, Volume 16, Issue 2, pp 85-92
Date: 29 Jun 2013

Re-examination of the standard cultivation practices of rice in response to climate change in Korea

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The impact of climate change has been simulated or estimated to bring about yield decline and quality deterioration of rice in Korea, a temperate country. To cope with these negative impacts, here we propose likely changes in the standard cultivation practices of rice in consideration of the current information on the progress/prediction of climate change and related physiological aspects of rice. Shifting grain-filling period could be a promising choice to optimize temperature for rice grain-filling, a crucial growth stage to productivity, hence providing rice plants with sufficient duration and solar radiation for the period. This choice, however, shortens days to flowering by the additive combined effects of high temperature by delayed transplanting, temperature rise itself by climate change, and accelerated phase change of rice by high temperature and short day-length. These combined effects may delay the time of transplanting in a great extent, hence reducing biomass accumulation of rice before flowering.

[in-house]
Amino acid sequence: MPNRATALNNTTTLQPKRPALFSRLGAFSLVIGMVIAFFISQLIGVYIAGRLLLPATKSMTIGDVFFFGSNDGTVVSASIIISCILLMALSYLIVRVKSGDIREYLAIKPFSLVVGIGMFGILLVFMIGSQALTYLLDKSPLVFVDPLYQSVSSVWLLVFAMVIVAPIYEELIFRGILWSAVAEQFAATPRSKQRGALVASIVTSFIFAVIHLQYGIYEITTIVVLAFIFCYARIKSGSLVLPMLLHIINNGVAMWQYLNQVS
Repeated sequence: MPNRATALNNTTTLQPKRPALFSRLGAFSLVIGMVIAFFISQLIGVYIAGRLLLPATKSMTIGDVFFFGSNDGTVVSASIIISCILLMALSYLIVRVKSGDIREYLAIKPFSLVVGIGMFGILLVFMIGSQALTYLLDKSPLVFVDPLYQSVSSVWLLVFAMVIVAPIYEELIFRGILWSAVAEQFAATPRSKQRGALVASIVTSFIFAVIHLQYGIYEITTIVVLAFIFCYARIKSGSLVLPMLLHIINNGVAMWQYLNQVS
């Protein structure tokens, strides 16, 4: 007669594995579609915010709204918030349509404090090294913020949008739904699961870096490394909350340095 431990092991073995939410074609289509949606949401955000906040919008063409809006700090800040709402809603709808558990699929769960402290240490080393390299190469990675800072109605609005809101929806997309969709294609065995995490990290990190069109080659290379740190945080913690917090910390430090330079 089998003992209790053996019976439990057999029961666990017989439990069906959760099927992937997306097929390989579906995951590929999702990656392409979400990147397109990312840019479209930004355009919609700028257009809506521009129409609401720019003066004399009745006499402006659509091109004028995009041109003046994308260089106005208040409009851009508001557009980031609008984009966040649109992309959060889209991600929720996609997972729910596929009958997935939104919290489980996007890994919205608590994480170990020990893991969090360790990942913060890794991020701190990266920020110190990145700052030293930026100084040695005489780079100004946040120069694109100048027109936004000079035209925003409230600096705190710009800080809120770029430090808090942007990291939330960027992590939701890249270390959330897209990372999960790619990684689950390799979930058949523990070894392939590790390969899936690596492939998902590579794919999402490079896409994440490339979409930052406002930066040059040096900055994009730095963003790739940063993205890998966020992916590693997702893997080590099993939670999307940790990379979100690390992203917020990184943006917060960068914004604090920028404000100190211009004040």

In these conditions, recovering decreased biomass production is the key concern for rice productivity. This includes raising healthy seedlings by omitting the covering process, dense planting, and nutrient management to enhance plant’s uptake activity. Current standard water management, especially mid-term drainage and intermittent irrigation, would have more importance in the future since they mitigate methane emission from the paddy. Field monitoring for weeds and pests would be an important first step to identify newly developing or thriving species for establishing subsequent controlling strategies. Earlier weed control should be emphasized through adjusting time of herbicide application.